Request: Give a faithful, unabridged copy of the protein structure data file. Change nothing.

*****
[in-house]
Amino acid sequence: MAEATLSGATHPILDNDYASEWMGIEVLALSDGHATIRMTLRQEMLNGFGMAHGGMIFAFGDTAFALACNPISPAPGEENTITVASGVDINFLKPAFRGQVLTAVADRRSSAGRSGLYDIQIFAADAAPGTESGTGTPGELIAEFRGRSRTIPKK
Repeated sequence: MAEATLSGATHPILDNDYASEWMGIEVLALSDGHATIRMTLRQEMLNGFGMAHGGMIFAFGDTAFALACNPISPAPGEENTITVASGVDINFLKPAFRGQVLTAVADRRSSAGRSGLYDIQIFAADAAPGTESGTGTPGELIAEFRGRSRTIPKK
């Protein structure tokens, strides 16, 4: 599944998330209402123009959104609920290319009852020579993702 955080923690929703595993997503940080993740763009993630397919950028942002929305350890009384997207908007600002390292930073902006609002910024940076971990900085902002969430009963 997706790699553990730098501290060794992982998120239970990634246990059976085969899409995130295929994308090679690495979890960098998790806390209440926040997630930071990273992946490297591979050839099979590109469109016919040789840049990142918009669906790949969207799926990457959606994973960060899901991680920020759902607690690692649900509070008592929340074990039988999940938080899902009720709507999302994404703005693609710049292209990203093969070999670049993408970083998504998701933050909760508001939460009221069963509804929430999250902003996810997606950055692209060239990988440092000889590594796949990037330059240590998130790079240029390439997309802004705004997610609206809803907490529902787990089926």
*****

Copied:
[in-house]
Amino acid sequence: MAEATLSGATHPILDNDYASEWMGIEVLALSDGHATIRMTLRQEMLNGFGMAHGGMIFAFGDTAFALACNPISPAPGEENTITVASGVDINFLKPAFRGQVLTAVADRRSSAGRSGLYDIQIFAADAAPGTESGTGTPGELIAEFRGRSRTIPKK
Repeated sequence: MAEATLSGATHPILDNDYASEWMGIEVLALSDGHATIRMTLRQEMLNGFGMAHGGMIFAFGDTAFALACNPISPAPGEENTITVASGVDINFLKPAFRGQVLTAVADRRSSAGRSGLYDIQIFAADAAPGTESGTGTPGELIAEFRGRSRTIPKK
């Protein structure tokens, strides 16, 4: 599944998330209402123009959104609920290319009852020579993702 955080923690929703595993997503940080993740763009993630397919950028942002929305350890009384997207908007600002390292930073902006609002910024940076971990900085902002969430009963 997706790699553990730098501290060794992982998120239970990634246990059976085969899409995130295929994308090679690495979890960098998790806390209440926040997630930071990273992946490297591979050839099979590109469109016919040789840049990142918009669906790949969207799926990457959606994973960060899901991680920020759902607690690692649900509070008592929340074990039988999940938080899902009720709507999302994404703005693609710049292209990203093969070999670049993408970083998504998701933050909760508001939460009221069963509804929430999250902003996810997606950055692209060239990988440092000889590594796949990037330059240590998130790079240029390439997309802004705004997610609206809803907490529902787990089926």